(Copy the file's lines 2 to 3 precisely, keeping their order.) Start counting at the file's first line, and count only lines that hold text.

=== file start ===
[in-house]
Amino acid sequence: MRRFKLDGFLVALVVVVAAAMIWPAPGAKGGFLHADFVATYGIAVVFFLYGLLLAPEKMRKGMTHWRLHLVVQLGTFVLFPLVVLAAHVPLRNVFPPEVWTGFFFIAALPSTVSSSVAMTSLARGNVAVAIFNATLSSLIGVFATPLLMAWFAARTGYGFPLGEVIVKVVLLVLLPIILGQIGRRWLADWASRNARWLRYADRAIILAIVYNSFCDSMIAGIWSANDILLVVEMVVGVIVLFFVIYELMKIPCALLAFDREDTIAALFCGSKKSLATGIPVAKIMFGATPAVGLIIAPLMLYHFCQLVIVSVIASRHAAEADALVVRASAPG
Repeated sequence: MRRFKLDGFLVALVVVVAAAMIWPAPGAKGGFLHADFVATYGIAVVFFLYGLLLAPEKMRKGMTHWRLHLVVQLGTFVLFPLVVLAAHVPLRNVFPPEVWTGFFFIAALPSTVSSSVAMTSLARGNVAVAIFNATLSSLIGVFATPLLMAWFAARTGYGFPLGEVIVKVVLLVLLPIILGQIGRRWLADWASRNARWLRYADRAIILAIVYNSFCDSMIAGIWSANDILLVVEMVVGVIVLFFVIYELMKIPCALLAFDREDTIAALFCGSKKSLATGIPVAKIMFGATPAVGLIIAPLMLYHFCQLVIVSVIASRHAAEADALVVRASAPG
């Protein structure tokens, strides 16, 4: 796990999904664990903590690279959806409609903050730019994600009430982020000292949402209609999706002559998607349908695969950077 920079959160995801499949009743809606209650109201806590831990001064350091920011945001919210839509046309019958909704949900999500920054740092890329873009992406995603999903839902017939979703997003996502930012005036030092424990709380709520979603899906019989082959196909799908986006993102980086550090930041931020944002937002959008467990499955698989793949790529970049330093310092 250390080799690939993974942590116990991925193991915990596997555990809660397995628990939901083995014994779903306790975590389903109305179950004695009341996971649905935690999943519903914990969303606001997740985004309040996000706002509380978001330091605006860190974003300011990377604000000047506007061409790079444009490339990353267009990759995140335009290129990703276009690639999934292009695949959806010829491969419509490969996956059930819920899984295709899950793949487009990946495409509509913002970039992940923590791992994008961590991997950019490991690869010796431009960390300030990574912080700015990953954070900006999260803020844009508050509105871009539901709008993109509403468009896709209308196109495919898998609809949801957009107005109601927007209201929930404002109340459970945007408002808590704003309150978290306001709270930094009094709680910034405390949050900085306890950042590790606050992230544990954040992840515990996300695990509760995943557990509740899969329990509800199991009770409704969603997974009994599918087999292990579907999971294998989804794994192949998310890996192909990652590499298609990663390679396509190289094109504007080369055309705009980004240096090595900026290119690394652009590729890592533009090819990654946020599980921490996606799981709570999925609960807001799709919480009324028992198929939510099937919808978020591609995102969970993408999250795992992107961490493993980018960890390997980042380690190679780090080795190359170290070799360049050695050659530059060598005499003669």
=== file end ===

Amino acid sequence: MRRFKLDGFLVALVVVVAAAMIWPAPGAKGGFLHADFVATYGIAVVFFLYGLLLAPEKMRKGMTHWRLHLVVQLGTFVLFPLVVLAAHVPLRNVFPPEVWTGFFFIAALPSTVSSSVAMTSLARGNVAVAIFNATLSSLIGVFATPLLMAWFAARTGYGFPLGEVIVKVVLLVLLPIILGQIGRRWLADWASRNARWLRYADRAIILAIVYNSFCDSMIAGIWSANDILLVVEMVVGVIVLFFVIYELMKIPCALLAFDREDTIAALFCGSKKSLATGIPVAKIMFGATPAVGLIIAPLMLYHFCQLVIVSVIASRHAAEADALVVRASAPG
Repeated sequence: MRRFKLDGFLVALVVVVAAAMIWPAPGAKGGFLHADFVATYGIAVVFFLYGLLLAPEKMRKGMTHWRLHLVVQLGTFVLFPLVVLAAHVPLRNVFPPEVWTGFFFIAALPSTVSSSVAMTSLARGNVAVAIFNATLSSLIGVFATPLLMAWFAARTGYGFPLGEVIVKVVLLVLLPIILGQIGRRWLADWASRNARWLRYADRAIILAIVYNSFCDSMIAGIWSANDILLVVEMVVGVIVLFFVIYELMKIPCALLAFDREDTIAALFCGSKKSLATGIPVAKIMFGATPAVGLIIAPLMLYHFCQLVIVSVIASRHAAEADALVVRASAPG